Today President Obama and Vice President Biden announced a new campaign intended to encourage bystander intervention preventing sexual assault on college campuses. The campaign, called “It’s On Us,” is intended for all students, but is particularly focused on men. Research suggests that although the majority of college-aged men disapprove of sexual assault and sexual violence, they may be reluctant to speak out against it due to the mistaken belief that their peers will disagree. “It’s On Us” will attempt to dispel that belief. The campaign will be promoted on its website, social media and through partnerships with colleges, organizations, and private parties.

University of California Announces Plans to Take Action on Sexual Assault

In June, University of California President Janet Napolitano formed a task force on preventing and responding to sexual violence to investigate ways the University of California system could improve its current policies and procedures. This week, the task force announced seven recommendations to improve the UC’s response to sexual violence. The recommendations aim to create a more consistent, system-wide approach to these issues, including the creation of campus response teams, the standardization of adjudication and investigation procedures, the introduction of comprehensive training for students and employees, and the establishment on each campus of an independent, confidential advocacy office to support survivors. Napolitano praised the task force’s recommendations, calling them a “testament to the collaborative and rigorous approach the university is taking to become the national leader in preventing and combating sexual violence and sexual assault.”

Colleges Finding Ways to Fight Binge Drinking

If binge drinking on college campuses sometimes seems like an intractable problem, schools like Frostburg State University are proving that with the right policies administrators can reduce reckless drinking amongst their student population. Frostburg has partnered with local law enforcement, bars, and lawmakers to step up police presence around campus and limit students’ access to alcohol. They also have increased the number of Friday classes in an effort to reduce Thursday night drinking, and begun a campaign highlighting the less attractive aspects of drinking to excess. While some of the new policies are less-than-popular with students, they do seem to be having the intended effect. The number of Frostburg students who binge drink at least once every two weeks is down from 57% to 41%, much closer to the national average.

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Weekly Roundup
Posted by On Friday, September 12, 2014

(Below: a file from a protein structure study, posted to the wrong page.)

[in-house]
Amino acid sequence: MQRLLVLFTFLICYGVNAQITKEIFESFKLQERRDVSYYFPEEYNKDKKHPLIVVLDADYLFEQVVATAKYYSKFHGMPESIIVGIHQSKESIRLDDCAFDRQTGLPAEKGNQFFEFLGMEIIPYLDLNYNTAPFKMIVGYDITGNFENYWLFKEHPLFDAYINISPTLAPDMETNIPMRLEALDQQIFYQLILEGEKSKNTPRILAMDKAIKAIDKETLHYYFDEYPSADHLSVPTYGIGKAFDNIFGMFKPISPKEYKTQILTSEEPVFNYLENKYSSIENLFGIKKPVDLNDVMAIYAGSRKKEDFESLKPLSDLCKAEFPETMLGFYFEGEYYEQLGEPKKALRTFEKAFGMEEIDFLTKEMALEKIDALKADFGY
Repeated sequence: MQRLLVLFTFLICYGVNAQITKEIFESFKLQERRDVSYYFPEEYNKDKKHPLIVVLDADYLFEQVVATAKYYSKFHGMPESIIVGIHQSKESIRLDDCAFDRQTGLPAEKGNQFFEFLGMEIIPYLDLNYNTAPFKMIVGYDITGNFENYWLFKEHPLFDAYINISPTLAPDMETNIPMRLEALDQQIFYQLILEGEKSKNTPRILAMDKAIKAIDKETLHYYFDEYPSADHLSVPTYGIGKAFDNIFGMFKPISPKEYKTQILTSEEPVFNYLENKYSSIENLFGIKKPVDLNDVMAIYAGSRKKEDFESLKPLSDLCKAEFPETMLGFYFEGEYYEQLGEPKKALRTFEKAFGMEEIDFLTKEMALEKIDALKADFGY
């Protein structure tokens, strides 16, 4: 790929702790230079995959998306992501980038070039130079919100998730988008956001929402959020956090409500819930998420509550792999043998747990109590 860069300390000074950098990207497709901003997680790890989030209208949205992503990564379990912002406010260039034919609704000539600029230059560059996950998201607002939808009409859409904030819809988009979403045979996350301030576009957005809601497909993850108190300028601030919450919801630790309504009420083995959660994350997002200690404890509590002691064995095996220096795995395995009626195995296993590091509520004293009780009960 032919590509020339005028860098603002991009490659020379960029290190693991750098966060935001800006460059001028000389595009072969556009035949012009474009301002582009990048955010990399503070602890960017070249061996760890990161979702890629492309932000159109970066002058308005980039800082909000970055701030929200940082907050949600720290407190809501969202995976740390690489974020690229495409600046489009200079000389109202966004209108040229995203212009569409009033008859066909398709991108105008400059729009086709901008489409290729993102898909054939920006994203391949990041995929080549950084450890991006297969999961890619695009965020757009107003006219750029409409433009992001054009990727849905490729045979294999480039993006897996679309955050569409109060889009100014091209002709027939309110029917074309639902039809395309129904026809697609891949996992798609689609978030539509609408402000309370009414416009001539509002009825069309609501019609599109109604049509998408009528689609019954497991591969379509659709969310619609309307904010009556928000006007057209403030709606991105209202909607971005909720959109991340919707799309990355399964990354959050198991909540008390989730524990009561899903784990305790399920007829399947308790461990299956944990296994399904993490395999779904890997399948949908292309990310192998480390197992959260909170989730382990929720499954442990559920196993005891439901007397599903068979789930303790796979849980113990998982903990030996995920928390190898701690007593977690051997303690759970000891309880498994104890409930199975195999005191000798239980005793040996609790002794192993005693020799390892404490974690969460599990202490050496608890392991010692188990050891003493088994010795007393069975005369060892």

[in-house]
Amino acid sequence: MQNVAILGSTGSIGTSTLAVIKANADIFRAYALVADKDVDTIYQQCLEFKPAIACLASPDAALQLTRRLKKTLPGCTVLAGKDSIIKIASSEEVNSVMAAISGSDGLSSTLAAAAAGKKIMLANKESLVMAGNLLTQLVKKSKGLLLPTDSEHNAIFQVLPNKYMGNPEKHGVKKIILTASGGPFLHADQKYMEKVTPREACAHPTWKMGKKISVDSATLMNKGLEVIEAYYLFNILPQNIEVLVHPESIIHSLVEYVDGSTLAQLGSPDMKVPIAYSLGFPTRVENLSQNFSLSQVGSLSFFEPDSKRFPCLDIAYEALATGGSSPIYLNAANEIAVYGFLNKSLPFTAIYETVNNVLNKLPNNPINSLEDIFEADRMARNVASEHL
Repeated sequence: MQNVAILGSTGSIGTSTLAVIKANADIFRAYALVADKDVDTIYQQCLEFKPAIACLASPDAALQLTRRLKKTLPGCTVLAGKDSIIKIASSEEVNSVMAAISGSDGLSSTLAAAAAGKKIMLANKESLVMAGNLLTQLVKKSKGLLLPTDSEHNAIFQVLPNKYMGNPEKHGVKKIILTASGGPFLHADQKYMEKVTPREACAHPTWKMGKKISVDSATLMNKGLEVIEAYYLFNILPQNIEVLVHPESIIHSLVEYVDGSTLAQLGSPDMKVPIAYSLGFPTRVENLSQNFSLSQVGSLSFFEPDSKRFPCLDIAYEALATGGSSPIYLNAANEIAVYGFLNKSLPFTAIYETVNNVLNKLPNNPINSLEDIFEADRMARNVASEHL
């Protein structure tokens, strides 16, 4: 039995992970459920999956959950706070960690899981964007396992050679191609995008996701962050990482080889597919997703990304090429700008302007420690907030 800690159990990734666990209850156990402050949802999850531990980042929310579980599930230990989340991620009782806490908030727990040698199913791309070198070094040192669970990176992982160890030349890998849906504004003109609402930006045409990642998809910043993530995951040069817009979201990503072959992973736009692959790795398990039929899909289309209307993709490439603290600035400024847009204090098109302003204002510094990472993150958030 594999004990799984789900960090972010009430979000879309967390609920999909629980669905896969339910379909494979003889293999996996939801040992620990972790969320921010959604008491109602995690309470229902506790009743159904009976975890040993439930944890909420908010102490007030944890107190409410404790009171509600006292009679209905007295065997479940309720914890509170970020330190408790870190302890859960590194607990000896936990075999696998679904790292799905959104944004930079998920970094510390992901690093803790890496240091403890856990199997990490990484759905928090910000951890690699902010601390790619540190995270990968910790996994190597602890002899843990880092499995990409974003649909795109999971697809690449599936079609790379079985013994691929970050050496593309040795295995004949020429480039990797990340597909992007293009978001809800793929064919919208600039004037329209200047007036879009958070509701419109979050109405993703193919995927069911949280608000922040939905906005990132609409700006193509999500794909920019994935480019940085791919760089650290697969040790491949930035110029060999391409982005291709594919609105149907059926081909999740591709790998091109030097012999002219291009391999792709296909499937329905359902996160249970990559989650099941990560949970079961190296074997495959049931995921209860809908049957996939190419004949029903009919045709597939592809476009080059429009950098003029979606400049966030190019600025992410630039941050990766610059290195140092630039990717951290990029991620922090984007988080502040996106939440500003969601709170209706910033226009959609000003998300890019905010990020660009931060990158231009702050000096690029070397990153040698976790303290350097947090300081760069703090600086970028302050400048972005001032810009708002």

Substance abuse is a persistent problem on college campuses. What role does brain chemistry play in young people’s vulnerability to alcohol and other drugs? These two articles suggest some answers.

Brain Chemistry and the Low Price of Drinks Drive College Binge Drinking

What is it that drives some college students to drink to excess again and again and again? This piece from NPR explains that there are multiple factors driving college binge drinking. One is brain chemistry. College-aged brains are still developing, so while the part of the brain that seeks reward and stimulation is fully mature by the time 18 year olds begin their freshman year, the bits that control impulsive behavior still have a ways to go. This imbalance is what makes taking too many shots or playing drinking games seem so appealing. The other big factor may seem more obvious, but is also more controllable. The lower the average price of a drink in an area, the more binge drinking is reported amongst local college students.

Adolescent Marijuana Use Correlates to “All Adverse Young Adult Outcomes”

A new study from the British journal The Lancet Psychiatry suggests that teenaged marijuana use correlates strongly to a variety of alarming outcomes. Teen pot-smokers were 60% less likely than peers to graduate from high school, 60% less likely to finish college, seven times more likely to attempt suicide and eight times more likely to use other illegal drugs than their non-smoking counterparts. Significantly, the authors found that even “low levels” of marijuana use (as infrequently as once per month) greatly increased teens risks of the aforementioned negative outcomes when compared to teens who did not smoke marijuana at all, suggesting that “there may not be a threshold where [cannabis] use can be deemed safe” for adolescents. With the legal landscape shifting quickly on the issue of marijuana possession and use, it seems clear that any legislative reforms must take pains to keep cannabis out of the hands of teen users.

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Free Substance Abuse Prevention Posters
Posted by On Wednesday, July 2, 2014

Not Everyone Binge DrinksHelp prevent substance abuse on your campus with these posters from the design team behind our award-winning online training program Think About It.

These posters raise awareness about the risks of using alcohol and marijuana by addressing widely-held myths about each substance.

“Weed is Not Safe for Everyone” debunks the widespread and false belief that using marijuana is a universally safe and positive experience. This poster highlights statistics regarding the frequency of negative reactions to marijuana consumption, giving students the facts to more accurately assess the consequences of using cannabis.

Similarly, studies have shown that college students consistently overestimate how often and how much their peers drink. “Not Everyone Binge Drinks” counteracts the potentially dangerous perception that “everyone else is doing it” by providing students with the most reliable figures available on the prevalence of on-campus binge drinking.

Download the posters here:

  1. Weed is Not Safe for Everyone
  2. Not Everyone Binge Drinks